LONDON, Ohio—For the past 150 years, The Ohio State University has been a leader in advancements in agriculture and engineering. And now, using precision agriculture technology, Ohio State researchers are able to show how technology can be used to create an image of a logo commemorating the university’s 150th anniversary in a soybean field.
This is the fifth year that Ohio State’s Digital Agriculture program has demonstrated GPS-guided “smart planting” for multiple hybrids of corn and soybeans. This year’s specially planted field takes the shape of the symbol of Ohio State’s sesquicentennial.
The soybeans planted to create the logo matured faster than the brighter, greener soybeans that form the image’s background.
“This being our fifth logo, we have a pretty good system down,” said Ryan Tietje, research associate and graduate student in the university’s Department of Food, Agricultural and Biological Engineering (FABE). The department is part of the College of Food, Agricultural, and Environmental Sciences (CFAES) and the College of Engineering.
“We had some of the same challenges that farmers across Ohio had this year: fighting with the weather and getting planting done,” he said. “We planted in the wee hours of the morning to get done before the next rain. We finished planting at 2 a.m., and it was raining again by midmorning.”
The inconsistent coloring throughout the logo represents the condition of many farm fields across Ohio. But the impact on that logo does not come close to what farmers statewide are facing with potential significant crop income losses among other hardships. The spring’s persistent rain created poor conditions for many farm fields including the logo field. Those conditions can harm crop health, slow plant growth, cause root rot, and ultimately lead to lower profits. Many farmers are still facing challenges caused by planting even as harvest approaches.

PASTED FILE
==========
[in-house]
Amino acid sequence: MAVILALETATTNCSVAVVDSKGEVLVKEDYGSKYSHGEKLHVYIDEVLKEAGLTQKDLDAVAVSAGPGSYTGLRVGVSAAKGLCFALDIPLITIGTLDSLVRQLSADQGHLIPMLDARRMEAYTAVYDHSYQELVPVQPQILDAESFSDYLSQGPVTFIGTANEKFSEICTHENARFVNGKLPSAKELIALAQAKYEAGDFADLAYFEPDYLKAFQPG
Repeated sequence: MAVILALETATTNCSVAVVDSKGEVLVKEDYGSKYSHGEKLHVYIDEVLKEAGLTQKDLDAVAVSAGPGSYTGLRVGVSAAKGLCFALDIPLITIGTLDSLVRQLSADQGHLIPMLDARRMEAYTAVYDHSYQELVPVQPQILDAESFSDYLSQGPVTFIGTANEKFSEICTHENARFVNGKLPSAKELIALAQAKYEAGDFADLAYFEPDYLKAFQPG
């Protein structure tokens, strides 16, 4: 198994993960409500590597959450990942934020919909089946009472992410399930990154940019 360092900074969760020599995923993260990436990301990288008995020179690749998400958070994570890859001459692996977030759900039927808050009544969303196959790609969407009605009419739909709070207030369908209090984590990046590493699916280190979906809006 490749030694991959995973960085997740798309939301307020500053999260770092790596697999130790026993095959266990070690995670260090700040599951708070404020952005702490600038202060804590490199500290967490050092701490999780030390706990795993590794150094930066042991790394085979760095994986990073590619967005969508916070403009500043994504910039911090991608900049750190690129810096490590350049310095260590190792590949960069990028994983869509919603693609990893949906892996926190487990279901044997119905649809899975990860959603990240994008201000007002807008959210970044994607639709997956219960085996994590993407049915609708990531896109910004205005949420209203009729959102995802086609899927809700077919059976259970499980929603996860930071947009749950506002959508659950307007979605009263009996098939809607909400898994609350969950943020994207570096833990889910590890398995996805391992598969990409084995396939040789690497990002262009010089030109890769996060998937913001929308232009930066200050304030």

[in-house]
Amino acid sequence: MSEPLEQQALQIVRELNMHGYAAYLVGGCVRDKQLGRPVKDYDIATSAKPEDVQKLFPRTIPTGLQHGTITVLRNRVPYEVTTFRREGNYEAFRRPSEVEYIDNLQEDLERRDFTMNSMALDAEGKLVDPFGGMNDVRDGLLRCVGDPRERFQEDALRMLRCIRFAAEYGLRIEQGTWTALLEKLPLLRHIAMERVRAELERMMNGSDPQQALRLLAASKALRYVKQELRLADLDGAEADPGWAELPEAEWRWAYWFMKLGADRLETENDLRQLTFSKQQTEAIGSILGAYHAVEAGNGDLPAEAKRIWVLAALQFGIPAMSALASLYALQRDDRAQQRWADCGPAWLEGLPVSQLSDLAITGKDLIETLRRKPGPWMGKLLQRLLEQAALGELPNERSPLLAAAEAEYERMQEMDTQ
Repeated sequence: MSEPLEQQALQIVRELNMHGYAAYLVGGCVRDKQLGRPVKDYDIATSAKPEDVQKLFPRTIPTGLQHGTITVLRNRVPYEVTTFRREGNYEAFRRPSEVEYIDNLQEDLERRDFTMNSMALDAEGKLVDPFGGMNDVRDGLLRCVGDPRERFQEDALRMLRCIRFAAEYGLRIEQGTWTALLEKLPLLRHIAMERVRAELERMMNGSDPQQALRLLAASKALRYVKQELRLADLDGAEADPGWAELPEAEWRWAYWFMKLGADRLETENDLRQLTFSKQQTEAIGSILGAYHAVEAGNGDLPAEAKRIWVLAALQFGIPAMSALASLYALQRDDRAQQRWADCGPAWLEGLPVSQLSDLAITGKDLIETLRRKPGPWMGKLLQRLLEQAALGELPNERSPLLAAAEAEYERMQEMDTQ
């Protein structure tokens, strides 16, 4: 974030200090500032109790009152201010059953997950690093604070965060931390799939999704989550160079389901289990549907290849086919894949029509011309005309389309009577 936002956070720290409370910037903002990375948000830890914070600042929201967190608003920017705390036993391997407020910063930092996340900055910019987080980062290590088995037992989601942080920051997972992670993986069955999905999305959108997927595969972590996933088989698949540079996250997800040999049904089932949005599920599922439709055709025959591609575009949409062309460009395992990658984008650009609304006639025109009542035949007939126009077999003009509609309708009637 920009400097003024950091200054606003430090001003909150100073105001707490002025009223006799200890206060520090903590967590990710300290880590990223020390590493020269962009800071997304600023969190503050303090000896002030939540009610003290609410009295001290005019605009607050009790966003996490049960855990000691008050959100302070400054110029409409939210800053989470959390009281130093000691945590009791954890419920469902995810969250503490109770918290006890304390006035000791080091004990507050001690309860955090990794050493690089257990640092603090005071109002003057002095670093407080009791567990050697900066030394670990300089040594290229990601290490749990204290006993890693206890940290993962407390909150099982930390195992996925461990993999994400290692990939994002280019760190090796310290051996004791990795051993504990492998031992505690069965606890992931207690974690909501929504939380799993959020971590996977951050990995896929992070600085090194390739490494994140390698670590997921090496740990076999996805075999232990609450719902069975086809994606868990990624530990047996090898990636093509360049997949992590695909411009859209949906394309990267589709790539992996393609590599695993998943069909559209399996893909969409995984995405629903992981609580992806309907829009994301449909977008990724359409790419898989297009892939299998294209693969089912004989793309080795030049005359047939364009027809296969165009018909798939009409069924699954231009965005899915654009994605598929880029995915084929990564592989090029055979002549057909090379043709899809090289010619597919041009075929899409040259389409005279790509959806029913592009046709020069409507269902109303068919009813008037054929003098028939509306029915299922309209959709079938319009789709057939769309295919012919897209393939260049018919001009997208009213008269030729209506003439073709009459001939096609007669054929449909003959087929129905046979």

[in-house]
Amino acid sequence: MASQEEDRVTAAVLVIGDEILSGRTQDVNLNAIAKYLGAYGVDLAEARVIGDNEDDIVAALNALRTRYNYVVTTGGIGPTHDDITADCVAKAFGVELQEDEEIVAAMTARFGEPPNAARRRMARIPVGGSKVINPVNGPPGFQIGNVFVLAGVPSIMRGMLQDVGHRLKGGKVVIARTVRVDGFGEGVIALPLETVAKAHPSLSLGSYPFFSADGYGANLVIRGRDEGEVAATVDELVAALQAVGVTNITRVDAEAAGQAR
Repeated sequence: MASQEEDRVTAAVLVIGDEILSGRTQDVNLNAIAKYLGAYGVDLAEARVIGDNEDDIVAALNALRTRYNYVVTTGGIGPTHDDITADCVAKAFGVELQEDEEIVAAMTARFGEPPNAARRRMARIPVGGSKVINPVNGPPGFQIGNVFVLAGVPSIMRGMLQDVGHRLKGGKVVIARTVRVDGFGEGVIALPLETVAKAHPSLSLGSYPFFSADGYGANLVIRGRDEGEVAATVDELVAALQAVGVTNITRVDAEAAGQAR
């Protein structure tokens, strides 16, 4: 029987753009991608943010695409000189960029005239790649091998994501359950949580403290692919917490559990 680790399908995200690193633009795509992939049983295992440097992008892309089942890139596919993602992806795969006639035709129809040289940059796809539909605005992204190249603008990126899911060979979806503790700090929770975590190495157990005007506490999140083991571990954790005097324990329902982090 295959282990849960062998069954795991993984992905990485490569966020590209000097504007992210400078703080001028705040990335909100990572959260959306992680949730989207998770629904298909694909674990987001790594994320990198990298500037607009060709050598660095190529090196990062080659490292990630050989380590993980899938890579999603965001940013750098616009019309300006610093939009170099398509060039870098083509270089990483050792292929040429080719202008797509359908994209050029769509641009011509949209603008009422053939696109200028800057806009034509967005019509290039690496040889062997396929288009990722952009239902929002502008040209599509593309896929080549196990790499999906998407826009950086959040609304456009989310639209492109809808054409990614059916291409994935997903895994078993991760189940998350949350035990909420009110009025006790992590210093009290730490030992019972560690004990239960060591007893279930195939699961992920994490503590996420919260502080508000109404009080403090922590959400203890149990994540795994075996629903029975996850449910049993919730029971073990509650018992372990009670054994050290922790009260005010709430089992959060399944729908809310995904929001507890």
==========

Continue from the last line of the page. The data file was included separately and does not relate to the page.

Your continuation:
The conditions for 2019’s planting season are a big topic at CFAES’ 57th annual Farm Science Review, an agricultural trade show running from Sept. 17–19 in London, Ohio. Over 100,000 visitors are expected to attend the show to hear from CFAES educators and specialists in areas such as agricultural health and safety and water quality.
Representatives from the Digital Agriculture program are also attending FSR to share the benefits of new agricultural technology, such as the smart planter that’s responsible for creating the sesquicentennial field.
“Precision agriculture technologies continues to be one of the biggest drivers of research for our team,” said Andrew Klopfenstein, FABE senior research engineer. “Specifically, with technologies that go on the planter, like Precision Plantings’ vSet Select, farmers are extremely interested in return-on-investment and what technologies they should be investing in for the future as margins become tighter on the farm. This logo demonstration shows how some of these advancements work in the future of planting.”
Case IH, Precision Planting, and Trimble helped make the logo demonstration possible. Details about the Digital Agriculture program are available at digitalag.osu.edu; information about FABE is posted at fabe.osu.edu.
Tickets to FSR are $7 online; at county offices of CFAES’ Ohio State University Extension, the college’s outreach arm; and at participating agribusinesses. Tickets are $10 at the gate. Children ages 5 and under are free. Details on event hours, buying tickets online, and more are on FSR’s website at fsr.osu.edu.